Video transitions are an editing topic I get asked about a lot. There are a huge range of “fancy” options in most editing packages – and for those new to video production, they often look very tempting… But, they can also be one of the quickest ways to make your videos look cheap and unprofessional. Here’s what you NEED to know for professional results.
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Video Transitions: What you NEED to know!
When starting out editing you need to fight the urge to jump straight to the effects and transitions and start throwing them on everywhere. Yes, I know it’s hard..
The last thing you want to do is disrupt the flow of the video. The best transitions become part of the storytelling – and the viewer doesn’t even notice them.
So what SHOULD you do? Well, it’s pretty simple. Don’t use any of those built in video transitions.
To make your video flow most smoothly, the key is to time your edits well. If you do this right, a straight cut in between shots is more than enough. Look to make cuts between sentences or at the end of paragraphs/sections/topics, never mid word or sentence if possible. If you’re using music, you can also match cuts to the beat of the underlying track.
You can also use jump cuts, where you zoom in slightly on your footage to ‘break up’ the shot and make it more interesting for people watching. This helps keep people interested in your video, and can also be used to emphasise specific points you consider are important. Just like when you’re having a conversation with someone in person, you tend to lean in a bit when saying something important – zooming in on a face is the video production equivalent, bringing you closer to the audience while you deliver the key parts of your message.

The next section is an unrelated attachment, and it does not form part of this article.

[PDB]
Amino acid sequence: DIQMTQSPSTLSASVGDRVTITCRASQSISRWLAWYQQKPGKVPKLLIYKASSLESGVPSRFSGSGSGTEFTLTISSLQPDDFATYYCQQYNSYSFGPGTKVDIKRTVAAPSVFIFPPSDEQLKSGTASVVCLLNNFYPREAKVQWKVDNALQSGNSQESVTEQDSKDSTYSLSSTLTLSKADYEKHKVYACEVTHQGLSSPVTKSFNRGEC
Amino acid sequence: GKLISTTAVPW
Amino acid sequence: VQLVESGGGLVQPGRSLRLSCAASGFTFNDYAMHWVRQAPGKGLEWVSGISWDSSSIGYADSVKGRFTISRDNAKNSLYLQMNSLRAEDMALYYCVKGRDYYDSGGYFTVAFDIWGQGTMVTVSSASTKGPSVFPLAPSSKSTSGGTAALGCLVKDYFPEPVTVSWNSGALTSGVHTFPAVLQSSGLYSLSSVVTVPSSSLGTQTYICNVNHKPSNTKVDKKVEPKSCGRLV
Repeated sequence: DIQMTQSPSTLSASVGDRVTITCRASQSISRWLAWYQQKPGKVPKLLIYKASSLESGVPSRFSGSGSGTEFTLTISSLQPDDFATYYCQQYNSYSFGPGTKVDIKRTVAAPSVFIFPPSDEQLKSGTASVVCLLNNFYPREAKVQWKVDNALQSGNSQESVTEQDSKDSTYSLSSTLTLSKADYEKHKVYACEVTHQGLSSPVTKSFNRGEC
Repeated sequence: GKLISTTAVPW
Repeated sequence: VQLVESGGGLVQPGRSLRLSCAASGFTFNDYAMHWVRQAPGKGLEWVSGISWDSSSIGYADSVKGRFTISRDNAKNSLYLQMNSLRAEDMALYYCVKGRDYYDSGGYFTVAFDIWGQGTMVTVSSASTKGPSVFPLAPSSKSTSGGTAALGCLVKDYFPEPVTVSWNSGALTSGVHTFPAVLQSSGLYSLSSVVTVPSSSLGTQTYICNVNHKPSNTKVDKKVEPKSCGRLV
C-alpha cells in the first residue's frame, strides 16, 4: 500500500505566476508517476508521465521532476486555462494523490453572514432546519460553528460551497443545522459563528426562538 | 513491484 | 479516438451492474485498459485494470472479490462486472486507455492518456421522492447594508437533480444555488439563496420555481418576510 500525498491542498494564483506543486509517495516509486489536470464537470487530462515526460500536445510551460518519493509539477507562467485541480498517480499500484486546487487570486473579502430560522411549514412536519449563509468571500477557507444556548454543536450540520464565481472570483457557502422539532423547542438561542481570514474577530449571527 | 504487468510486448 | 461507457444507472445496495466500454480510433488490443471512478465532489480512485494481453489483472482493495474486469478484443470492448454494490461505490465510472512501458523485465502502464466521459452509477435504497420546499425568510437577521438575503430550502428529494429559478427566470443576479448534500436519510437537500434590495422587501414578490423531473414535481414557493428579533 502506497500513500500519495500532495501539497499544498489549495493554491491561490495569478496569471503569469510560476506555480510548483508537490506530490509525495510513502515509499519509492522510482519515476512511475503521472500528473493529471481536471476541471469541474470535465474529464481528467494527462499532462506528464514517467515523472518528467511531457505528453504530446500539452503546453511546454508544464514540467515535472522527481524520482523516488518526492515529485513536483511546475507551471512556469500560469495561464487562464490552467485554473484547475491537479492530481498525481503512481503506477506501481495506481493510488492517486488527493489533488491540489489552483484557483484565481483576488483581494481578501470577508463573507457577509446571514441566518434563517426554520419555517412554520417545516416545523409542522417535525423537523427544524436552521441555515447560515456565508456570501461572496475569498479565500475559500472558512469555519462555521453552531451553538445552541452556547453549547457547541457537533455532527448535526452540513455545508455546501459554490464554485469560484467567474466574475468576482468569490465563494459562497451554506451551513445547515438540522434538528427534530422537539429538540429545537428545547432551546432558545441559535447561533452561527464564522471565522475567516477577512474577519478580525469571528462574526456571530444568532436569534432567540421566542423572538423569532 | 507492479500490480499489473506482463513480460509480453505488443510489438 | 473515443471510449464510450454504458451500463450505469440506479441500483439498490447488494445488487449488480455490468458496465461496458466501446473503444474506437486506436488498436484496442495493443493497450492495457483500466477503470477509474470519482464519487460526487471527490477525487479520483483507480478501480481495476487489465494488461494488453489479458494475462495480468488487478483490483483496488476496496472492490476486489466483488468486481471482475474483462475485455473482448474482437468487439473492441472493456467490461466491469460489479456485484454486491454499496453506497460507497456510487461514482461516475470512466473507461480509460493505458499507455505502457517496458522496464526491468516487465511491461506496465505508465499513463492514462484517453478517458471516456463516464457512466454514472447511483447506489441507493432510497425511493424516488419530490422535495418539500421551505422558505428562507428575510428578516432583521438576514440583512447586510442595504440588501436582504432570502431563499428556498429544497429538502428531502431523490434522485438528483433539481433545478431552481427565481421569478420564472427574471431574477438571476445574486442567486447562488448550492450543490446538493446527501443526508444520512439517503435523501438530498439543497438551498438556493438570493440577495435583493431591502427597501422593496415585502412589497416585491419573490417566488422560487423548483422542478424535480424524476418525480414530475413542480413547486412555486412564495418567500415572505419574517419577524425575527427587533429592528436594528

To do a jump cut, you’ll need to be shooting your video in a resolution higher that what you want your output video to be. This means you’ve got enough res to zoom in a little and not lose any quality. If you want to output at 720p, then shoot at 1080 or 2k. If your output is at 1080p, then jump to 2k or 4k.
Now, there ARE a few specific situations where SOME transitions can be ok… The only transitions I think you should ever use are a cross dissolve (cross fade) or a dip to white or black. The exception to this rule is if you’re animating in titles or are getting creative for a section of your video you could look at various slides or wipes EXPLICITLY for that creative section.
So again, it’s all about timing, making your cuts at the right moments and using jump cuts to zoom in where appropriate. Keep that in mind, and forget about all those fancy transitions!
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